Tillis goes on in this section to talk about the argument that since non-Western art forms tend to remain fairly constant, like animated museum pieces (as we do see, admittedly, to varying extents in Noh, kabuki, etc.), these cannot be so relevant to a history of the evolution/development of theatre. In other words, if Noh and kabuki are relatively unchanging, then all innovation and progress is to be found in the West. This is an argument that we very often see argued, as well, in regard to Modern Art. We can see this at play in Wikipedia’s article on Modern Art. Twentieth-century developments in the non-West (e.g. Nihonga, Guohua, not to mention the countless prominent non-Western modern and postmodern artists, from, for Japan, High Red Center and Gutai, to Murakami Takashi) are ignored at the “global art history” scale to instead devote attention almost exclusively to Impressionism, Post-Impressionism, up through Fluxxus, Warhol, Pollock, Mondrian and the like. A Westcentric mindset as to what constitutes progress, or what is to be defined as “modern art,” imposes itself upon the choice of which artists, artworks, and movements to discuss.

This idea is supported by the assertion that since Western theatre (or art) has been so influential all around the world, and so widely adopted, this justifies focusing on it. Tillis rebuts this, saying that “the notion that we should study Western theatre history because of its current global status is … both politically motivated and breathtakingly teleological. Because it looks at history only as a pathway to the present, it cannot help but offer a deeply skewed vision of the past” (p385). Tillis rejects, of course, these assertions, saying that in fact Western theatre has remained extremely conservative in certain respects as well – note the proscenium stage; the architectural form of the theatres we build and use follows much the same form throughout the Western world that it has for at least 100 years. And opera, to name one example of a Western theatrical form, hasn’t changed much either.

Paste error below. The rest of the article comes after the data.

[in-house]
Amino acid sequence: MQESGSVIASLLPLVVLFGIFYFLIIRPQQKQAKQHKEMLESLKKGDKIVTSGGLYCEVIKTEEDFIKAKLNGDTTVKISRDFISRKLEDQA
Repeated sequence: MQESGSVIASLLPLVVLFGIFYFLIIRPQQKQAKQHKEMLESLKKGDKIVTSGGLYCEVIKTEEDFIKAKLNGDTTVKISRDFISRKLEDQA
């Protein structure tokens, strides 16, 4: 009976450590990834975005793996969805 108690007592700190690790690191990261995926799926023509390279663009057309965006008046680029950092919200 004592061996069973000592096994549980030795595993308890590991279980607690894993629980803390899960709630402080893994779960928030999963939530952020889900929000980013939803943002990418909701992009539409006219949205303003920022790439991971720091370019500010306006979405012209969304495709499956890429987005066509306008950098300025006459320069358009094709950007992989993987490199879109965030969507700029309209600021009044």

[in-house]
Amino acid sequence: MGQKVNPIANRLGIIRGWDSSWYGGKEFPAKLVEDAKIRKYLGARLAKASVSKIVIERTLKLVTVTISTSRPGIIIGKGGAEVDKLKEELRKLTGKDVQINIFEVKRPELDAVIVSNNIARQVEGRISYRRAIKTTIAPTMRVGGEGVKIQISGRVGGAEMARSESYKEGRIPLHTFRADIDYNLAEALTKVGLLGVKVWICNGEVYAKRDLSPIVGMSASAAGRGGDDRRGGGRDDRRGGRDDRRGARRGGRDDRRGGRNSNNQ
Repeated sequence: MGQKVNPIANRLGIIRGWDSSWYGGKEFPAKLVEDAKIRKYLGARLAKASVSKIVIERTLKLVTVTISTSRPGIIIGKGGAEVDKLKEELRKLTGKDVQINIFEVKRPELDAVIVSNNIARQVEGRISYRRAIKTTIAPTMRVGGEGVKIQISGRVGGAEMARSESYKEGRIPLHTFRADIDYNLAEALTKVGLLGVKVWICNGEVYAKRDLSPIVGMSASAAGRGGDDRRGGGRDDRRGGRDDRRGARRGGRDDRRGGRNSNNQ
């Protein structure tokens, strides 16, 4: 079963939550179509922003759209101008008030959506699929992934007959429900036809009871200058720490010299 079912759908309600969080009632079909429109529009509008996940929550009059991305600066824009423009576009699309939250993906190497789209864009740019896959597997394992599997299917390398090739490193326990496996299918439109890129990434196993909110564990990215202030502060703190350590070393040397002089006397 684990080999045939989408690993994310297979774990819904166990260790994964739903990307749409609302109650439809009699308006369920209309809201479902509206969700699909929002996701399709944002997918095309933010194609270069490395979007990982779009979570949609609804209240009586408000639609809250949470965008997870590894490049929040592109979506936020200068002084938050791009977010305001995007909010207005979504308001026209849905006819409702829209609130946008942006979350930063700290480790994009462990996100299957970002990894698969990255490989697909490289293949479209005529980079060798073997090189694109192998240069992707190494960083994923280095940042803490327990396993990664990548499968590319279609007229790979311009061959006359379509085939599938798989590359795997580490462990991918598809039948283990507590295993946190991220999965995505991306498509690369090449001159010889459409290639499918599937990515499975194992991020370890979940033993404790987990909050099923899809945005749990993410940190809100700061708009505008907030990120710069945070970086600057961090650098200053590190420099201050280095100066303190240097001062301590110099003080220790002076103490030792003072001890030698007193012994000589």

Preview/excerpts from a University of Hawaii performance of Randai, a Sumatran theatre form combining dance and martial arts with dialogue and plot.

(5) The Argument of Western Relevance – A similar, but less biased, argument, argues that we should focus on the West not because it’s inherently better or more important, but because it is more relevant to what the students (whether as performers or as audience) will encounter and experience. Nationalism plays a part in this argument as well, as it is felt there is a need to devote considerable time/attention to American theatre history when teaching in the US, or to British history in Britain, French art history in France, etc.

Tillis rebuts this one quite nicely, as well, writing that even putting aside other arguments as to the relevance, importance, or simple appropriationability of other traditions in developing one’s own art, at the very least, the global perspective is important in allowing performers within the Western tradition to see that tradition from an outside perspective. To not take things for granted, but to recognize and be aware of the artificiality of our assumptions. Assumptions about the shape a stage should take, the structure of a play or of a cast (i.e. how many lead actors, what it means to be lead), about the way the audience ought to behave, and about the way the actors ought to interact with (or ignore) the audience. Rethinking our assumptions helps us understand our own culture in much fuller, more complex, more nuanced ways, and thus helps us to be creative, innovative, inventive with it.